Sunday, January 10, 2016

Imaginary inauguration of a Louisiana governor



This is a letter the Advocate apparently chose not to publish, even after confirming two earlier versions. As our late friend, Bill Bankston said, freedom of the press does not imply a citizen's opportunity to express opinion.

I submitted the original version of the letter below on December 8, 2015. I also shared it with Jared Arsement on December 3, 2015 and a couple revisions thereafter. He kindly forwarded the original to the Gov.-elect Edwards’ media team for consideration. I submitted to the Advocate revisions every week thereafter.

I imagined, by virtue of my letter to the editor, to take the controversy off Gov.-elect Edwards if he, according to my dream, would decide to use the idea. However, I wanted everyone to act according to personal preference. Civic morals come only because people want civic morality.

When I learned inauguration day would start with mass at St. Joseph’s cathedral, I thought that was a perfect beginning for separation of Edwards’ private hopes--I guess, for an afterdeath in heaven--from civic hopes for each Louisianans' personal integrity.

It seems self-evident the only way separation of state from church will happen is if each person separates personal hopes from civic needs. And people don’t even know if they’d want their hopes: for example, heaven may entail witnessing what is happening on earth and that continuing experience might be hell. I want to collaborate for personal liberty with civic well-being.

I think the only reason we do not enjoy personal liberty with civic well-being is because no one has ever proposed it. Some people think their personal god will eventually prevail, lifting them to civic supremacy. They indolently wait for their god to take action, even unto the era of their personal posterity—their children and grandchildren. This folly has prevailed in civic USA for 227 years—more than eleven generations.

It seems neither the Advocate nor the Edwards team sees good in personal liberty with civic well-being as I express it. Maybe other, future people will like the idea the way they express it. Regardless, here is the latest version of the proposal for January 11, 2016 in Baton Rouge. I would have loved to read the Advocate caption and perhaps will, but apply mine, below.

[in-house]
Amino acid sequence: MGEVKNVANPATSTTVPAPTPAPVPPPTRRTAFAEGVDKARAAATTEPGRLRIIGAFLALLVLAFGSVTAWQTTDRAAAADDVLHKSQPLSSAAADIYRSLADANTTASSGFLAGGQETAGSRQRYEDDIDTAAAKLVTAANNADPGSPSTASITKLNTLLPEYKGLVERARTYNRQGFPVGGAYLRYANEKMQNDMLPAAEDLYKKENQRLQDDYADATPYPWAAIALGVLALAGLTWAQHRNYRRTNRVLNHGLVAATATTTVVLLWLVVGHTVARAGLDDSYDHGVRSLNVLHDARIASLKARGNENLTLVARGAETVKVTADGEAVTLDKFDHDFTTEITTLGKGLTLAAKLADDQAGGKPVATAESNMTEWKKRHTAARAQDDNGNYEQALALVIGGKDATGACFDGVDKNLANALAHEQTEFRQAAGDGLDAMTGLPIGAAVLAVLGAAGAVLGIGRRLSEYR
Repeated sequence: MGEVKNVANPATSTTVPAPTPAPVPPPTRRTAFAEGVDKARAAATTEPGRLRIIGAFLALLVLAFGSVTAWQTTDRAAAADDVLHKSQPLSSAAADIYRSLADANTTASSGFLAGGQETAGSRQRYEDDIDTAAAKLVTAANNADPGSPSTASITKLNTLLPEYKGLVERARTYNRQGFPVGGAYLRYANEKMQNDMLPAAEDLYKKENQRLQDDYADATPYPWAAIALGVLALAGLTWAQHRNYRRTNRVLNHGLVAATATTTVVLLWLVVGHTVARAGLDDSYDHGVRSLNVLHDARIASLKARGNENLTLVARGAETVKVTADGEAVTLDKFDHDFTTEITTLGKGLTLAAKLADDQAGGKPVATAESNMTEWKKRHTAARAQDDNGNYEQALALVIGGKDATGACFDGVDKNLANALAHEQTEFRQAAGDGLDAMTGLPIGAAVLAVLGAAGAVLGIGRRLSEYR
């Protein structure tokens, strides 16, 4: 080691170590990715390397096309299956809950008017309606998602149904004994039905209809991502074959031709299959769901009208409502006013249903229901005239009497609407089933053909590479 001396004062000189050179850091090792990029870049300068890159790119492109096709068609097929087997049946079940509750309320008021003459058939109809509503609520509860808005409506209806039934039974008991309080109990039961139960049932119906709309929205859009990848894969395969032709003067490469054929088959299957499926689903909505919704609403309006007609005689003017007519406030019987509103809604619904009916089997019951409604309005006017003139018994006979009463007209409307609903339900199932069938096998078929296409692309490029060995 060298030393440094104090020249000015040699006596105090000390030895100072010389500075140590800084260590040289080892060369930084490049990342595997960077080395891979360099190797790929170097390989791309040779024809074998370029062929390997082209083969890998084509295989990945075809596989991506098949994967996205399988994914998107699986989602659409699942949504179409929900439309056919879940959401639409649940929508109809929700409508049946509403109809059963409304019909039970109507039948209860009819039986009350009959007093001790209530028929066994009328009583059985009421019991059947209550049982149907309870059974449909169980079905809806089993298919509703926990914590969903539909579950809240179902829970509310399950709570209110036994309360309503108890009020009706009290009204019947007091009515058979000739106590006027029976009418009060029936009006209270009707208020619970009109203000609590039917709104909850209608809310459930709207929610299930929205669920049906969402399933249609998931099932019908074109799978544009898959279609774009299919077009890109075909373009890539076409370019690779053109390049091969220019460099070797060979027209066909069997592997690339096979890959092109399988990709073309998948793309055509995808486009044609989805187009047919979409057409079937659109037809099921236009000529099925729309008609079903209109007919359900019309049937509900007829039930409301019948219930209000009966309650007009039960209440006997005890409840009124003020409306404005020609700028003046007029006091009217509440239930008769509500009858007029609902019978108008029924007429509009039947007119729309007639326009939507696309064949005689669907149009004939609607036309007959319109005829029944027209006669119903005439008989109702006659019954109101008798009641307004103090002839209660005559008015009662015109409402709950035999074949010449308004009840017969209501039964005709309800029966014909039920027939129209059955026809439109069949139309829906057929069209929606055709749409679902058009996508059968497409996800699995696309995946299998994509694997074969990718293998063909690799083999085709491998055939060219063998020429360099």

For the inauguration of Louisiana Governor John Bel Edwards:

Private prayer offers personal comfort and hope, whether in the heart, with authentic family or among public believers. Spontaneous, public prayer seems personal. However, “legislative prayer” divides a civic people—70 % factional Christians and 30 % holding other opinion.
 
Delegates to the 1787 convention in Philadelphia, appreciating personal liberty, did not impose prayer. However, the first Congress, representing nearly 100 % Christian citizens, restored Protestant morality. Louisianans, in 2016, can establish civic morality--for liberated persons living during the same years in the same land.

Opinion-based morals are not bedrock civic morality. For example, Greece v Galloway, a 5:4 opinion, tentatively condones legislative prayer.
 

Humankind inexorably discovers physics-based ethics. Physics is energy, mass and space-time, from which everything emerges—the cosmos then life. The more each person understands physics, the more humankind can benefit--discover ethics.

Some institutions create doctrine based on a god hypotheses. Physics often disproves the doctrine without negating the hypothesis. Some doctrine perhaps harmlessly helps believers cope with heartfelt unknowns--to privately pursue no-harm hopes. But hope cannot be the bedrock of civic morality.

A civic people collaborate for justice. Woe is invited when opinion contradicts physics.

For example, the Bible informs the slave and master relationship, so some Bible apologists endorse slavery. However, physics informs humankind that a person may own another person only by brutality.

Delegates to the 1774 Continental Congress considered stating opposition to England’s imposition of slavery. However, the ratio of slave states was 8:5, and unity was essential for independence. So constrained, the 1787 delegates scheduled ending the slave trade, trusting future civic people for abolition. In 1861, the slave-state ratio declined to 15:19. Religious opinion yielded to physics.

Undaunted, seven states, the CSA, expressed economic complaints and concluded “the North has invested a great political error with the sanction of more erroneous religious belief.” Defying their weak ratio, 7:27, the CSA, on religious opinion, invited woe.

Before the Civil War, in 1861, Abraham Lincoln vaguely cautioned reliance on religious opinion: “Why should there not be a patient confidence in the ultimate justice of the people? Is there any better or equal hope in the world?” Near war’s end, in 1865, Lincoln plainly reproached Christians: “Both [sides] read the same Bible and pray to the same God, and each invokes His aid against the other.”

Civic prayer pits citizens against citizens; Louisianans may heed Lincoln and end civic prayer.

History and a civic people may inspire Governor-elect Edwards to assert that his god is in his heart, home, and church: But Louisianans elected Edwards to be civic governor. Perhaps Governor Edwards will challenge the people rather than their gods to provide “ultimate justice.” Louisianans would deliver.

Copyright©2016 by Phillip R. Beaver. All rights reserved. Permission is hereby granted for the publication of all or portions of this paper as long as this complete copyright notice is included.